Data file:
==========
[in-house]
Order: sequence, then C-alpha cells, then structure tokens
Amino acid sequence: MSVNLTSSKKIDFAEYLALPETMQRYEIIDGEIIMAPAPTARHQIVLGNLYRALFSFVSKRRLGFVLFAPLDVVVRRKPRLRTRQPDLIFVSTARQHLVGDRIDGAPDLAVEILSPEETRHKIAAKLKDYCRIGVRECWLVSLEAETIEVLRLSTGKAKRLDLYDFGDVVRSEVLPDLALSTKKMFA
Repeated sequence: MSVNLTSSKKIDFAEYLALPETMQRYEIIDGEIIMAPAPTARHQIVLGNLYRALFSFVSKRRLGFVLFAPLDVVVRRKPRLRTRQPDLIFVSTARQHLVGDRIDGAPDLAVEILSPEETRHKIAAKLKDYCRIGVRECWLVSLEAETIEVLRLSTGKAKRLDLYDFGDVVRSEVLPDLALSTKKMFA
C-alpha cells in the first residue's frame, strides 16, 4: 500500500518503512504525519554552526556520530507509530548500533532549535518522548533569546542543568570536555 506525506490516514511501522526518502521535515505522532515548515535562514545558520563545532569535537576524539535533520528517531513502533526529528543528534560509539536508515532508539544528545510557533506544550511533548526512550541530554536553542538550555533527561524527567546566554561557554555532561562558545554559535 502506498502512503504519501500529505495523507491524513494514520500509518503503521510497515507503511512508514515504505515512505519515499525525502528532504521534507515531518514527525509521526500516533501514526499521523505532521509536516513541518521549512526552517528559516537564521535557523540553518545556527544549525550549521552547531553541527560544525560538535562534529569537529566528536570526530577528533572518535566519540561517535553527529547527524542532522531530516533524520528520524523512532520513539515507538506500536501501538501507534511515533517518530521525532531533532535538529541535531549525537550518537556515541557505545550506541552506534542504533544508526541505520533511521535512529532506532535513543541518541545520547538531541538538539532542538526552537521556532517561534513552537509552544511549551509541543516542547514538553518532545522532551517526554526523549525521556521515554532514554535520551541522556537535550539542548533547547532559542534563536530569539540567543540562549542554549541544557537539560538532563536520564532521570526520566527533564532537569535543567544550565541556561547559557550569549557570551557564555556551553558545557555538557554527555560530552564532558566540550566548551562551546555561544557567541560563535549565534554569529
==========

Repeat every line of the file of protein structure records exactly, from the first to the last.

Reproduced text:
[in-house]
Order: sequence, then C-alpha cells, then structure tokens
Amino acid sequence: MSVNLTSSKKIDFAEYLALPETMQRYEIIDGEIIMAPAPTARHQIVLGNLYRALFSFVSKRRLGFVLFAPLDVVVRRKPRLRTRQPDLIFVSTARQHLVGDRIDGAPDLAVEILSPEETRHKIAAKLKDYCRIGVRECWLVSLEAETIEVLRLSTGKAKRLDLYDFGDVVRSEVLPDLALSTKKMFA
Repeated sequence: MSVNLTSSKKIDFAEYLALPETMQRYEIIDGEIIMAPAPTARHQIVLGNLYRALFSFVSKRRLGFVLFAPLDVVVRRKPRLRTRQPDLIFVSTARQHLVGDRIDGAPDLAVEILSPEETRHKIAAKLKDYCRIGVRECWLVSLEAETIEVLRLSTGKAKRLDLYDFGDVVRSEVLPDLALSTKKMFA
C-alpha cells in the first residue's frame, strides 16, 4: 500500500518503512504525519554552526556520530507509530548500533532549535518522548533569546542543568570536555 506525506490516514511501522526518502521535515505522532515548515535562514545558520563545532569535537576524539535533520528517531513502533526529528543528534560509539536508515532508539544528545510557533506544550511533548526512550541530554536553542538550555533527561524527567546566554561557554555532561562558545554559535 502506498502512503504519501500529505495523507491524513494514520500509518503503521510497515507503511512508514515504505515512505519515499525525502528532504521534507515531518514527525509521526500516533501514526499521523505532521509536516513541518521549512526552517528559516537564521535557523540553518545556527544549525550549521552547531553541527560544525560538535562534529569537529566528536570526530577528533572518535566519540561517535553527529547527524542532522531530516533524520528520524523512532520513539515507538506500536501501538501507534511515533517518530521525532531533532535538529541535531549525537550518537556515541557505545550506541552506534542504533544508526541505520533511521535512529532506532535513543541518541545520547538531541538538539532542538526552537521556532517561534513552537509552544511549551509541543516542547514538553518532545522532551517526554526523549525521556521515554532514554535520551541522556537535550539542548533547547532559542534563536530569539540567543540562549542554549541544557537539560538532563536520564532521570526520566527533564532537569535543567544550565541556561547559557550569549557570551557564555556551553558545557555538557554527555560530552564532558566540550566548551562551546555561544557567541560563535549565534554569529